Imperial Oil, BP delay Beaufort Sea drilling plans indefinitely

Imperial Oil and BP have delayed a proposed plan for exploratory drilling in the Beaufort Sea, the companies announced in a June 26 letter.

Companies had planned to begin drilling by 2020

This map shows where Imperial Oil and BP had planned to drill for oil by 2020. Imperial Oil holds an exploration licence for the yellow parcel on the left; BP holds the licence for the yellow parcel on the right. (Imperial Oil Resources Ventures Ltd. )

Imperial Oil and BP have delayed plans to drill for oil in the Beaufort Sea off the Northwest Territories.

In a letter sent to the Inuvialuit Settlement Region's Environmental Impact Review Board on Friday morning, Lee Willis, Imperial Oil's exploration operations manager, says the companies have suspended all regulatory work for the project.

They had hoped to begin drilling by the summer of 2020, the same year one of their two exploration licences expires.

"However, under the current licence term, there is insufficient time to conduct the necessary technical work and complete the regulatory process," Willis wrote.

Pius Rolheiser, spokesperson for Imperial Oil, said economic considerations such as the price of oil did not play a hand in the decision, which sounds about right to Doug Matthews, an analyst and former oil and gas director for the N.W.T. government.

"Production from the Beaufort, if and when it happens, is so far in the future, even on their current timeline, that today's price of oil is not really relevant," said Matthews. "They're obviously thinking much further down the road."

Rolheiser said the companies simply need more time to plan their ambitious program. 

"In a nutshell, this is all about allowing the joint venture partners the time that we believe is necessary to deliver the most technically sound and environmentally responsible exploration program that is possible," he said.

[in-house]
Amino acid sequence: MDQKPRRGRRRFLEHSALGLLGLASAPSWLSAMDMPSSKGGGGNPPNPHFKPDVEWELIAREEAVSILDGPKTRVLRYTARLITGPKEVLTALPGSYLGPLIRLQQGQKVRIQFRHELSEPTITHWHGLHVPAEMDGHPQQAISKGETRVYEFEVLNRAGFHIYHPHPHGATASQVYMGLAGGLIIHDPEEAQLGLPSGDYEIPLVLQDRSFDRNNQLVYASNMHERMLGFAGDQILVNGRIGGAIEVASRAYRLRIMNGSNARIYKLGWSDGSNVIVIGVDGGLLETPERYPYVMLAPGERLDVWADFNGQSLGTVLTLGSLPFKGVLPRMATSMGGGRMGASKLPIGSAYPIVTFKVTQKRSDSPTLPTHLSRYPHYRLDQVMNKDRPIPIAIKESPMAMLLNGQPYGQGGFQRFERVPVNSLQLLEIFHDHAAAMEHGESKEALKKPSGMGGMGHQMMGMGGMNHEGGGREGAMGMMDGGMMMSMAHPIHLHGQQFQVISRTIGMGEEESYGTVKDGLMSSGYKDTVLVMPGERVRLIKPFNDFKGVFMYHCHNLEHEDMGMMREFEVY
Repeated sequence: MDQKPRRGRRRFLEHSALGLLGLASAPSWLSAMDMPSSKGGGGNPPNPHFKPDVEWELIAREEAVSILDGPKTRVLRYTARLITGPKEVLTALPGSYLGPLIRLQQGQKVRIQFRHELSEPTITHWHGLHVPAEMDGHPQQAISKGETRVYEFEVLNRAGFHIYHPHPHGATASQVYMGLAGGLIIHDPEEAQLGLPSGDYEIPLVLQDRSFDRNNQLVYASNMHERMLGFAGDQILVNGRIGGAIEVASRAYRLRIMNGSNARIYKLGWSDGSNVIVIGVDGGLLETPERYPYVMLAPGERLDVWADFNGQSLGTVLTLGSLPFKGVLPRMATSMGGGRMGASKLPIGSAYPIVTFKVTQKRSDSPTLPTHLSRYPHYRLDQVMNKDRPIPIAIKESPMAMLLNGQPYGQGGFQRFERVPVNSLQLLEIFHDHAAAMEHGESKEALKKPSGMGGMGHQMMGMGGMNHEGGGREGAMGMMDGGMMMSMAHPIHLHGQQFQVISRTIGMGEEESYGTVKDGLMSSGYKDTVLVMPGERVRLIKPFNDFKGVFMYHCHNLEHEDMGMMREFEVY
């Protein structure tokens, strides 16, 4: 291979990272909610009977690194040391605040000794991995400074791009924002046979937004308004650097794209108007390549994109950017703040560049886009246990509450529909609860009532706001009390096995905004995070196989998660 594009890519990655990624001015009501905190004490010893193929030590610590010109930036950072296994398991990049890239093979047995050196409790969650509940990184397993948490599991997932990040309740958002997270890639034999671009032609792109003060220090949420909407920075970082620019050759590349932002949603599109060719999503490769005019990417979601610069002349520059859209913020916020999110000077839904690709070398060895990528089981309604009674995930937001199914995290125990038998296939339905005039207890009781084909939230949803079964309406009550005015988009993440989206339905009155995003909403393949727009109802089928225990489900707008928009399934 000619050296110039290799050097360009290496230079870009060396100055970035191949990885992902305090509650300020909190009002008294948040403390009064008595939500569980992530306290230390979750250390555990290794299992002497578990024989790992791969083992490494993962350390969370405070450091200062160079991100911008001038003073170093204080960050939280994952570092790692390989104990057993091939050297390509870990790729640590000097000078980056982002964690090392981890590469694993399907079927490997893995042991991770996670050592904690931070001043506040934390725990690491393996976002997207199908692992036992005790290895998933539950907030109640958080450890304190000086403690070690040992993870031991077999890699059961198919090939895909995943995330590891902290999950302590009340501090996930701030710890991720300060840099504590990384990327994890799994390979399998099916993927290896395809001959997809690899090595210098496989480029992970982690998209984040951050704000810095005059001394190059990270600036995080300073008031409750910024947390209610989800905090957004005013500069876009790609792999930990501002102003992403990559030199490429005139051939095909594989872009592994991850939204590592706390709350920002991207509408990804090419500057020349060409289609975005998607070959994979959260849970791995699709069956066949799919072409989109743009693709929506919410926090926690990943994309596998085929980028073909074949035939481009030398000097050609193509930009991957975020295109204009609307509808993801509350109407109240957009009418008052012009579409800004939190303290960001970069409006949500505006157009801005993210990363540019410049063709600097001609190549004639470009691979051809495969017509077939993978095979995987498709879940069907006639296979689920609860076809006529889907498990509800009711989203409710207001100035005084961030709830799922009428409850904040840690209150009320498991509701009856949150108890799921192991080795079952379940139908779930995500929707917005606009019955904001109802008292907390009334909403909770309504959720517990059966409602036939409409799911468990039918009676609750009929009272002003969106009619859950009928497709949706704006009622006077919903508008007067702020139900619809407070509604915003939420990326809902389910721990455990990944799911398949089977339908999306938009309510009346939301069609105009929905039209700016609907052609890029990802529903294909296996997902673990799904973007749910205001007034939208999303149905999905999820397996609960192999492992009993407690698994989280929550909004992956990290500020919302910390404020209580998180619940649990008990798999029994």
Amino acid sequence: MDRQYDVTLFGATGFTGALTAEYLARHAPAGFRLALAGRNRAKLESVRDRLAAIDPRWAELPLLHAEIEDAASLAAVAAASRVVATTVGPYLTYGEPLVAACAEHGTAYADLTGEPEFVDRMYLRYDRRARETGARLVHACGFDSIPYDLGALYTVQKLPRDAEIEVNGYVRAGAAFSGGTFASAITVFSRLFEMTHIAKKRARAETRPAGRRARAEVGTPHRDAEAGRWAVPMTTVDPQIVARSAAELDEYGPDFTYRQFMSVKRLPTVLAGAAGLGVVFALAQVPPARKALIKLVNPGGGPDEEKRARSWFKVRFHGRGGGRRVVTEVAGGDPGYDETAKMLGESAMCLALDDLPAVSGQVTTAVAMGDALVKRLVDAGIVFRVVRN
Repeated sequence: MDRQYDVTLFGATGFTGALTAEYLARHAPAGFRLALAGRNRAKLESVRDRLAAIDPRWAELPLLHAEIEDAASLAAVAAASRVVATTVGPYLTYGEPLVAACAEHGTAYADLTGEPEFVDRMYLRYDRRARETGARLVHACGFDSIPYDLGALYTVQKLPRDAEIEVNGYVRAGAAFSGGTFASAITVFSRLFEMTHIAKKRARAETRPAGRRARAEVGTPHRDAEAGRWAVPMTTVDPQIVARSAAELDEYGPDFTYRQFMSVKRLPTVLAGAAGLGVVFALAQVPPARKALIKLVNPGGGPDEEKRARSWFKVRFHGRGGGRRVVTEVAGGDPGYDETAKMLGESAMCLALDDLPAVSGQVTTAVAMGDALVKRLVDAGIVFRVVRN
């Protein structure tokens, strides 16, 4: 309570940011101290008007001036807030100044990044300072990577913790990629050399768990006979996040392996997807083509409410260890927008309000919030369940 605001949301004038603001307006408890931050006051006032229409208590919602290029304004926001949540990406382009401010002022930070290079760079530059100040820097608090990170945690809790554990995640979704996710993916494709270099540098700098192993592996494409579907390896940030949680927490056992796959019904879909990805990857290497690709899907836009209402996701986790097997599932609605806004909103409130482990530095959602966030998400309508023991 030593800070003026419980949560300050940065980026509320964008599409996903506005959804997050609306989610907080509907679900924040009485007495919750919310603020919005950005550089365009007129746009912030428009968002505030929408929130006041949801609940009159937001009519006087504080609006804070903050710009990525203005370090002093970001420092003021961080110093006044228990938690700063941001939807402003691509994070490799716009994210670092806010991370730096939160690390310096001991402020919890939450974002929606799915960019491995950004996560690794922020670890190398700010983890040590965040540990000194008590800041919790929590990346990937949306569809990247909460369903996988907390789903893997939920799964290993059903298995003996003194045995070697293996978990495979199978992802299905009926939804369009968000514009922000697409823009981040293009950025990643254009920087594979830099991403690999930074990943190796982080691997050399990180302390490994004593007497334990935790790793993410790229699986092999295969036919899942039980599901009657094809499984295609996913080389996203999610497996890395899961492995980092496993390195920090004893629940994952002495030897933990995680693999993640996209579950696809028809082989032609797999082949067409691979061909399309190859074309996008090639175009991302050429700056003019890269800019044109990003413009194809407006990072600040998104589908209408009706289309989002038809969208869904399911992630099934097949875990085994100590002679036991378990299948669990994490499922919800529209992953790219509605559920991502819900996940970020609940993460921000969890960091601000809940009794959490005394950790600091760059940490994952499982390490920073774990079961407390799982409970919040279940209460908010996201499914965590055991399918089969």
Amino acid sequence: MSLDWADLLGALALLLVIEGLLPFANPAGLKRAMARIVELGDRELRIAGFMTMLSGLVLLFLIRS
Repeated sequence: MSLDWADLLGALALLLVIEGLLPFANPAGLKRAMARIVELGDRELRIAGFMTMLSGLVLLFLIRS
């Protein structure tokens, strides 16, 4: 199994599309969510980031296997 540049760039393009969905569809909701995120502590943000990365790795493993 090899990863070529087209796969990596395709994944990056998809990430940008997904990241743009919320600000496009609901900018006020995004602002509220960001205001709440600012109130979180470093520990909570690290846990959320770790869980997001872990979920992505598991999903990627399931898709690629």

"And we believe that's what the people of the Inuvialuit Settlement Region expect of us."

Timeline was 'challenging' from the start

Imperial Oil and BP are in early discussions with Aboriginal Affairs and Northern Development Canada — which sold the exploration rights to the companies for a combined $1.8 billion — about extending the terms of their licences by several years to 2028.

"From the outset there was a recognition that, even with 2020 as the lease expiry date, it was a very challenging schedule," said Rolheiser.

Before Friday's announcement, Imperial Oil had been expected to share its plan for how it would respond to an oil spill in the offshore with the National Energy Board and the Environmental Impact Review Board. The plan was expected in the third quarter of this year. 

A post-petroleum world?

The companies plan to keep open their Inuvik, N.W.T. office, collect data on sea ice, and continue to prepare N.W.T. communities for the employment and business opportunities the project may one day bring. 

Chevron Canada made a similar announcement last December, putting its plans to drill in the Beaufort Sea on hold and citing "economic uncertainty." 

Matthews said Imperial Oil and BP's decision may have been partly influenced by a growing concern among energy companies with climate change, calling it a potential indication of a step toward "a post-petroleum world." 

"We seem to be seeing a more serious approach towards climate change," he said. "This is part of a storyline that is starting to develop."